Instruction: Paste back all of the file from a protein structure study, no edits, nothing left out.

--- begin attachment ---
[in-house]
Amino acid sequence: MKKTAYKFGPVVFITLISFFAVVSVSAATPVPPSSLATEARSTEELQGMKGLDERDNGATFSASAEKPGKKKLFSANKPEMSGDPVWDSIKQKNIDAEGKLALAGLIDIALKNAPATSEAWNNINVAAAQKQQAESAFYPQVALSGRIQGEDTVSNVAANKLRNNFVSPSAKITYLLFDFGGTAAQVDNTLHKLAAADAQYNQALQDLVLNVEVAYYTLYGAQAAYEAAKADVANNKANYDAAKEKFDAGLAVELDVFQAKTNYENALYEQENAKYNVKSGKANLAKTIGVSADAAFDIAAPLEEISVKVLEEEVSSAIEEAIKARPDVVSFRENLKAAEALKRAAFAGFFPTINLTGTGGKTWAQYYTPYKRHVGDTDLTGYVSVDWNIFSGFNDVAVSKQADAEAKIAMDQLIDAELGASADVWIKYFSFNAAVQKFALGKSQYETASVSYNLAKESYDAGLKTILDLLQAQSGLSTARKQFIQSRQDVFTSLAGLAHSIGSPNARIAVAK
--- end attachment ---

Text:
[in-house]
Amino acid sequence: MKKTAYKFGPVVFITLISFFAVVSVSAATPVPPSSLATEARSTEELQGMKGLDERDNGATFSASAEKPGKKKLFSANKPEMSGDPVWDSIKQKNIDAEGKLALAGLIDIALKNAPATSEAWNNINVAAAQKQQAESAFYPQVALSGRIQGEDTVSNVAANKLRNNFVSPSAKITYLLFDFGGTAAQVDNTLHKLAAADAQYNQALQDLVLNVEVAYYTLYGAQAAYEAAKADVANNKANYDAAKEKFDAGLAVELDVFQAKTNYENALYEQENAKYNVKSGKANLAKTIGVSADAAFDIAAPLEEISVKVLEEEVSSAIEEAIKARPDVVSFRENLKAAEALKRAAFAGFFPTINLTGTGGKTWAQYYTPYKRHVGDTDLTGYVSVDWNIFSGFNDVAVSKQADAEAKIAMDQLIDAELGASADVWIKYFSFNAAVQKFALGKSQYETASVSYNLAKESYDAGLKTILDLLQAQSGLSTARKQFIQSRQDVFTSLAGLAHSIGSPNARIAVAK